Background: The main pulmonary arterial (PA) distensibility in patients with pulmonary hypertension (PH) and pulmonary embolism (PE) is uncertain. Methods and Results: We enrolled 45 patients with echocardiographic signs of PH and without imaging evidence of PE, and another 45 who were found by multidetector-row computed tomography to have PE. Fifty normal patients served as a control group. The PA distensibility was calculated from the change in main PA diameter between diastole and systole, as the maximal systolic diameter minus the minimal diastolic diameter divided by the minimal diastolic diameter. The PA distensibility is lowest in PH (6.0±2.7%), followed by PE (12.9±3.4%) and then the normal controls (25.9±5.7%). Statistical analysis of data obtained from patients with PE or PH reveals that a PA distensibility of >8.3% could be used to identify PE with a sensitivity of 83% and a specificity of 82%. After a 3-month anticoagulation, 22 of 45 PE patients had complete resolution of thrombus; 23 had residual thrombus. The PE patients, regardless of residual thrombus presence, had significant improvement of PA distensibility after a 3-month anticoagulation, although the diameters of main PA did not shrink. Conclusion: PA distensibility is a method to distinguish acute PE from chronic PH.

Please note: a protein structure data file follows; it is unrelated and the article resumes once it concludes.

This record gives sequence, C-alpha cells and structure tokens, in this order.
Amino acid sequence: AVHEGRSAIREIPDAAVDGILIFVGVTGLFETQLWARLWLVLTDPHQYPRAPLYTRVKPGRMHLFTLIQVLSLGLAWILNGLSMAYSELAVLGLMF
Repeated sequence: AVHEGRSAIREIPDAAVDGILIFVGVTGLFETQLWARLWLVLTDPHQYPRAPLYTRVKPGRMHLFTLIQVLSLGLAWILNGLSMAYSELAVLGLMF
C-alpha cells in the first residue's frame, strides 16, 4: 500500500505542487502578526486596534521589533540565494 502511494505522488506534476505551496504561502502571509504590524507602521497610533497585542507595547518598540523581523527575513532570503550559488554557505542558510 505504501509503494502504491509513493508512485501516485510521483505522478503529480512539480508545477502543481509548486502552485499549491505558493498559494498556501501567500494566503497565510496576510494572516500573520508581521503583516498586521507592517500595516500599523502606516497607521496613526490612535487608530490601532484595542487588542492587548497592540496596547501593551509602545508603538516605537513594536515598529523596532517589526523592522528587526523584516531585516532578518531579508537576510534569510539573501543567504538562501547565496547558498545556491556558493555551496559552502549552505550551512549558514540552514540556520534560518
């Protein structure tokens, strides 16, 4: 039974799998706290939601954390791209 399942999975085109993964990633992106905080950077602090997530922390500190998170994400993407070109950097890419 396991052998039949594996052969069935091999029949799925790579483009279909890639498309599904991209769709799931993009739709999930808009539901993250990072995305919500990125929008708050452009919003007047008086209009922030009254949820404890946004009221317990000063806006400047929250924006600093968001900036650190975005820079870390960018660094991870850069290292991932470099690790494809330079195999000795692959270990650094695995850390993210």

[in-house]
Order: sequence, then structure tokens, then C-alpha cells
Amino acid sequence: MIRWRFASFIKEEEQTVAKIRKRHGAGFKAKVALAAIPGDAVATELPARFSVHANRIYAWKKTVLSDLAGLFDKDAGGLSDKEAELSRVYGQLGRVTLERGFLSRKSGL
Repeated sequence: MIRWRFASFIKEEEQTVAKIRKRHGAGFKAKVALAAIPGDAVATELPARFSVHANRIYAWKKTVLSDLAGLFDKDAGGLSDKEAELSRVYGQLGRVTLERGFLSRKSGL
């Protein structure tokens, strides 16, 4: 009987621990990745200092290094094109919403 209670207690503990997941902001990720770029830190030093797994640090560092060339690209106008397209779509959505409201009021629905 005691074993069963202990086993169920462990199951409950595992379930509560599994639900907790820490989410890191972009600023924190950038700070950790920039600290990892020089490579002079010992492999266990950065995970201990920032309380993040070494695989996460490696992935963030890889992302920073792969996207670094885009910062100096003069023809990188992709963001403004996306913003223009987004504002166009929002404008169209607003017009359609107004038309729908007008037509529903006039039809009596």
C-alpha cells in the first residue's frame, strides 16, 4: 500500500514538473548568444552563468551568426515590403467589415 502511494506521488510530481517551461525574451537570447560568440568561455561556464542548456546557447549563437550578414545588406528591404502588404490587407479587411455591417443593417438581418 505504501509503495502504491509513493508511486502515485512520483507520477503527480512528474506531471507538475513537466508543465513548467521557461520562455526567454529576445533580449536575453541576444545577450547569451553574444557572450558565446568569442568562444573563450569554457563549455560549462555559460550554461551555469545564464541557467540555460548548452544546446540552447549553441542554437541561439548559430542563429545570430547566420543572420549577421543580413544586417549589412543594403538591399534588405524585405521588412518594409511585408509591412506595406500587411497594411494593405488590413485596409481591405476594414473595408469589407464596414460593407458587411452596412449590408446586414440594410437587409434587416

- Eccentricity index
- Pulmonary arterial distensibility
- Pulmonary embolism
- Pulmonary hypertension
ASJC Scopus subject areas
- Cardiology and Cardiovascular Medicine